Discusses key economic indicators and trade statistics, which countries are dominant in the market, and other issues that affect trade.
Nicaragua is the second poorest country in the Western Hemisphere with a 2020 GDP per capita of approximately $1,900. The United States is Nicaragua’s largest trading partner, the source of roughly one-quarter of Nicaraguan imports and the destination for approximately two-thirds of Nicaraguan exports. Nicaragua and its economy, however, continue to suffer from an ongoing political and economic crisis. The crisis began following President Ortega’s violent repression of peaceful demonstrations in April 2018 and deepened in 2021. The regime’s undemocratic, authoritarian actions have undermined the credibility of Nicaragua’s electoral process, reduced consumer purchasing power, and eroded investor confidence.
The government of Nicaragua (GON) has since 2019 pursued a fiscal policy designed to generate short-term budget funding instead of long-term growth. The GON has aggressively increased taxes, even on basic goods. Tax reforms passed in 2019 taxed previously exempt items in the “basic” basket of goods. An estimated 70 percent of basic household items are now taxed, including food and locally made clothing and shoes. The 30 percent of products that remain exempt now face higher costs as their inputs are taxed. The private sector has felt the strain of these increased costs. One Nicaraguan tobacco company in 2019 laid off 30 percent of its workers after the new law went into effect; consumers were not willing to pay higher prices and shifted consumption to informal or illicit markets.
Nicaragua has suffered several recent external economic shocks, including the COVID-19 pandemic and 2020 hurricanes Eta and Iota. Economists struggle to estimate the scope of Nicaragua’s economic contraction due to the government’s refusal to publish official numbers and key economic indicators. Even when published, economists question the accuracy of the official data. According to the Central Bank of Nicaragua, the economy contracted 3.4 percent in 2018, 3.7 percent in 2019, and 2 percent in 2020. From this lower starting point, economists expect economic growth in 2021; the Central Bank of Nicaragua projects 3.5 percent growth, and independent think tank FUNIDES forecasts 5.4 percent growth.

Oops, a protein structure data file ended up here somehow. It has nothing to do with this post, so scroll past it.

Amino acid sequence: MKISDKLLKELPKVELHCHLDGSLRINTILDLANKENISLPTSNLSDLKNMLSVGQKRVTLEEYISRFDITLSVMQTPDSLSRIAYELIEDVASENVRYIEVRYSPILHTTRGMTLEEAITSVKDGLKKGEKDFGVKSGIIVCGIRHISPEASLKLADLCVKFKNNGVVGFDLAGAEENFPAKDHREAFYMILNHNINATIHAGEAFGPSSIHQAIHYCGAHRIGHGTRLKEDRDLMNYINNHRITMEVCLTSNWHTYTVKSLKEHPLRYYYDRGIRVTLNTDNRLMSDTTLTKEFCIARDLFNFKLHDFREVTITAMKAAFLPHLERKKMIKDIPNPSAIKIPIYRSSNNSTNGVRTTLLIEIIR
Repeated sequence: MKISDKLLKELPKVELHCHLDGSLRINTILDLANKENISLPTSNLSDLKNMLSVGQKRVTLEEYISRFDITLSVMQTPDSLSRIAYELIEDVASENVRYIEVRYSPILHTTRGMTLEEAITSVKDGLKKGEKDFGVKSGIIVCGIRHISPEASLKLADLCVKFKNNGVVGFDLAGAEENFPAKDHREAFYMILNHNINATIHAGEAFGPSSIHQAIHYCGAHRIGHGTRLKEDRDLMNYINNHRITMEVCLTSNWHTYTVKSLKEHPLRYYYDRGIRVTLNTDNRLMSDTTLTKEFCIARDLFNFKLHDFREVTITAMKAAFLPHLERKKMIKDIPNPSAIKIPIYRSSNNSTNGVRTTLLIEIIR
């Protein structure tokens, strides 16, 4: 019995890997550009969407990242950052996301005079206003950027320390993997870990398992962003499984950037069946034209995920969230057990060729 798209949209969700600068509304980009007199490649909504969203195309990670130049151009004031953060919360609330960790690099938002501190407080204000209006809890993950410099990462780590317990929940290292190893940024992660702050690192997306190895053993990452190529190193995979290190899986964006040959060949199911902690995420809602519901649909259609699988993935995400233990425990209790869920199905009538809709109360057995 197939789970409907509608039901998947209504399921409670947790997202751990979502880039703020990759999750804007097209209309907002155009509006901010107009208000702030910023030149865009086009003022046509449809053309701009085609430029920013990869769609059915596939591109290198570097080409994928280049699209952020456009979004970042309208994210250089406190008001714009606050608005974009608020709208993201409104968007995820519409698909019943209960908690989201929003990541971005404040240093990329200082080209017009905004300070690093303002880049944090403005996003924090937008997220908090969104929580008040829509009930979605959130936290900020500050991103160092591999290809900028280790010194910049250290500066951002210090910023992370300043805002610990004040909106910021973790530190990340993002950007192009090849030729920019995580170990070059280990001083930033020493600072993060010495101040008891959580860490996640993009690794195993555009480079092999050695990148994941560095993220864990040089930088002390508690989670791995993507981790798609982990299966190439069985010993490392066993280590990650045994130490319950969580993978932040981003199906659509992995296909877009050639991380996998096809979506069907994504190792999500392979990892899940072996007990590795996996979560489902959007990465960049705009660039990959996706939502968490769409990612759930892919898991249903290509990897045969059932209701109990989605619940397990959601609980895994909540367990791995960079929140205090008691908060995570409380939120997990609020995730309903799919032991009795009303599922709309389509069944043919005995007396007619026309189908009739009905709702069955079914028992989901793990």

The 2020 economic slowdown decreased formal employment, while also increasing the size of the informal sector. Unemployment rose from 3.7 percent in 2017 to 4.8 percent in 2020 and could reach 5 percent in 2021, according to estimates from the National Statistics Institute (known by its Spanish initials INDE) and independent think tank FUNIDES. At the same time, economists estimate the poverty level rose from 20 percent in 2017 to 44 percent in 2019, before falling to 32 percent in 2020.
The GON’s repression of political opponents and systematic erosion of the rule of law, in addition to its unorthodox and non-transparent management of the COVID-19 pandemic, have created uncertainties that make it challenging to do business in Nicaragua. The international community has applied a range of sanctions on individuals and entities linked to human rights abuses and corruption. For more information on sanctions and sanctioned individuals, see the U.S. Department of Treasury’s summary of Nicaragua-related sanctions and the Global Magnitsky Designations for Nicaragua.
The Nicaraguan government targets and harasses businesses believed to support the opposition and has imprisoned several private sector leaders. Business chambers and other private sector organizations recognize that economic prosperity requires stronger rule of law and respect for democracy.